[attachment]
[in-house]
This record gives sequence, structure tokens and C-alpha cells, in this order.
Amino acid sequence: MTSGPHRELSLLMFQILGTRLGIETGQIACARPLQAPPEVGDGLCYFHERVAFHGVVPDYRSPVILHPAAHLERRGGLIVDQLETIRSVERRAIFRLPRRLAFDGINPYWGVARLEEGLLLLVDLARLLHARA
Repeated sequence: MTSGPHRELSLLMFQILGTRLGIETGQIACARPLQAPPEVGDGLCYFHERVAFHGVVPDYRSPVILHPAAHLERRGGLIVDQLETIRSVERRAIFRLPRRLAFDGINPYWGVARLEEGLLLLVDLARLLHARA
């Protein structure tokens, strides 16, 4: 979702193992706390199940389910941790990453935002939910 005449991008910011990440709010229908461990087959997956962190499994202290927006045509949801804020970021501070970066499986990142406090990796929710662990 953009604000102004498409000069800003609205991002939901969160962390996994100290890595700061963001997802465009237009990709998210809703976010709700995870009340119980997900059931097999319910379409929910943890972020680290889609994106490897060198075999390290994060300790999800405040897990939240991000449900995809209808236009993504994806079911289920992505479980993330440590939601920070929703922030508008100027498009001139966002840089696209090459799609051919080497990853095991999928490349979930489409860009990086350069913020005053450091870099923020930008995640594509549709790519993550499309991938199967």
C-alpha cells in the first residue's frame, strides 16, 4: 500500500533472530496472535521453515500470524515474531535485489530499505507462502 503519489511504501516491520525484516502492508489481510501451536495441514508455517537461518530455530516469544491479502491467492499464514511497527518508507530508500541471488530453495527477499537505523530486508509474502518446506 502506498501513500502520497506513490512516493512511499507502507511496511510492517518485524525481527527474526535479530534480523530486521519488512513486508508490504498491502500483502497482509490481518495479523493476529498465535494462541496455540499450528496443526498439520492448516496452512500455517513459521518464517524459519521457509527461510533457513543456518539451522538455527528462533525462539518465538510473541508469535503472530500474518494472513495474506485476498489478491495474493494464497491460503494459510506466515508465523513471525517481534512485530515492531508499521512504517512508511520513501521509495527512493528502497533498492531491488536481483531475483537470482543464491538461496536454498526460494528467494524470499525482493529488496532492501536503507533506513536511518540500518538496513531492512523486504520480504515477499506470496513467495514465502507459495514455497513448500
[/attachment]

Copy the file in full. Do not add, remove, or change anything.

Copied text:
[in-house]
This record gives sequence, structure tokens and C-alpha cells, in this order.
Amino acid sequence: MTSGPHRELSLLMFQILGTRLGIETGQIACARPLQAPPEVGDGLCYFHERVAFHGVVPDYRSPVILHPAAHLERRGGLIVDQLETIRSVERRAIFRLPRRLAFDGINPYWGVARLEEGLLLLVDLARLLHARA
Repeated sequence: MTSGPHRELSLLMFQILGTRLGIETGQIACARPLQAPPEVGDGLCYFHERVAFHGVVPDYRSPVILHPAAHLERRGGLIVDQLETIRSVERRAIFRLPRRLAFDGINPYWGVARLEEGLLLLVDLARLLHARA
């Protein structure tokens, strides 16, 4: 979702193992706390199940389910941790990453935002939910 005449991008910011990440709010229908461990087959997956962190499994202290927006045509949801804020970021501070970066499986990142406090990796929710662990 953009604000102004498409000069800003609205991002939901969160962390996994100290890595700061963001997802465009237009990709998210809703976010709700995870009340119980997900059931097999319910379409929910943890972020680290889609994106490897060198075999390290994060300790999800405040897990939240991000449900995809209808236009993504994806079911289920992505479980993330440590939601920070929703922030508008100027498009001139966002840089696209090459799609051919080497990853095991999928490349979930489409860009990086350069913020005053450091870099923020930008995640594509549709790519993550499309991938199967």
C-alpha cells in the first residue's frame, strides 16, 4: 500500500533472530496472535521453515500470524515474531535485489530499505507462502 503519489511504501516491520525484516502492508489481510501451536495441514508455517537461518530455530516469544491479502491467492499464514511497527518508507530508500541471488530453495527477499537505523530486508509474502518446506 502506498501513500502520497506513490512516493512511499507502507511496511510492517518485524525481527527474526535479530534480523530486521519488512513486508508490504498491502500483502497482509490481518495479523493476529498465535494462541496455540499450528496443526498439520492448516496452512500455517513459521518464517524459519521457509527461510533457513543456518539451522538455527528462533525462539518465538510473541508469535503472530500474518494472513495474506485476498489478491495474493494464497491460503494459510506466515508465523513471525517481534512485530515492531508499521512504517512508511520513501521509495527512493528502497533498492531491488536481483531475483537470482543464491538461496536454498526460494528467494524470499525482493529488496532492501536503507533506513536511518540500518538496513531492512523486504520480504515477499506470496513467495514465502507459495514455497513448500